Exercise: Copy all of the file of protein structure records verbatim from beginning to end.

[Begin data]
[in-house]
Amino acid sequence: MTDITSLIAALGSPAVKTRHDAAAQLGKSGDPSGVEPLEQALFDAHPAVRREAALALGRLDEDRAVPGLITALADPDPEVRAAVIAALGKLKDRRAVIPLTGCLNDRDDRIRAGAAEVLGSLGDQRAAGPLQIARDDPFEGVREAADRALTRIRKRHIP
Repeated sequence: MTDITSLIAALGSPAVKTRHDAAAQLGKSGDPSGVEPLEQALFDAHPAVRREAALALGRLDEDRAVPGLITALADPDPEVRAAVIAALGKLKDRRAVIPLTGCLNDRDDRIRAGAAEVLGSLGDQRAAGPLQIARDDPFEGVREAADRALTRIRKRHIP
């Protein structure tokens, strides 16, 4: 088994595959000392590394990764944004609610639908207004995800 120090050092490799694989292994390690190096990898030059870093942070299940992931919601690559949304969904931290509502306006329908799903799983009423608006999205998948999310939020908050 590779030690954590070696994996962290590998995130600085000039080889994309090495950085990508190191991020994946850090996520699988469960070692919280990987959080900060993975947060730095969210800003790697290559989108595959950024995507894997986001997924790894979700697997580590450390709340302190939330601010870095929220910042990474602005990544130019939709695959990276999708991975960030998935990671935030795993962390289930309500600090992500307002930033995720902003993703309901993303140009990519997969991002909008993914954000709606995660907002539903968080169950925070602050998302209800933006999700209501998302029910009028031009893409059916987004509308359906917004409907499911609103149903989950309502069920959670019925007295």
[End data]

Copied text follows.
[in-house]
Amino acid sequence: MTDITSLIAALGSPAVKTRHDAAAQLGKSGDPSGVEPLEQALFDAHPAVRREAALALGRLDEDRAVPGLITALADPDPEVRAAVIAALGKLKDRRAVIPLTGCLNDRDDRIRAGAAEVLGSLGDQRAAGPLQIARDDPFEGVREAADRALTRIRKRHIP
Repeated sequence: MTDITSLIAALGSPAVKTRHDAAAQLGKSGDPSGVEPLEQALFDAHPAVRREAALALGRLDEDRAVPGLITALADPDPEVRAAVIAALGKLKDRRAVIPLTGCLNDRDDRIRAGAAEVLGSLGDQRAAGPLQIARDDPFEGVREAADRALTRIRKRHIP
């Protein structure tokens, strides 16, 4: 088994595959000392590394990764944004609610639908207004995800 120090050092490799694989292994390690190096990898030059870093942070299940992931919601690559949304969904931290509502306006329908799903799983009423608006999205998948999310939020908050 590779030690954590070696994996962290590998995130600085000039080889994309090495950085990508190191991020994946850090996520699988469960070692919280990987959080900060993975947060730095969210800003790697290559989108595959950024995507894997986001997924790894979700697997580590450390709340302190939330601010870095929220910042990474602005990544130019939709695959990276999708991975960030998935990671935030795993962390289930309500600090992500307002930033995720902003993703309901993303140009990519997969991002909008993914954000709606995660907002539903968080169950925070602050998302209800933006999700209501998302029910009028031009893409059916987004509308359906917004409907499911609103149903989950309502069920959670019925007295």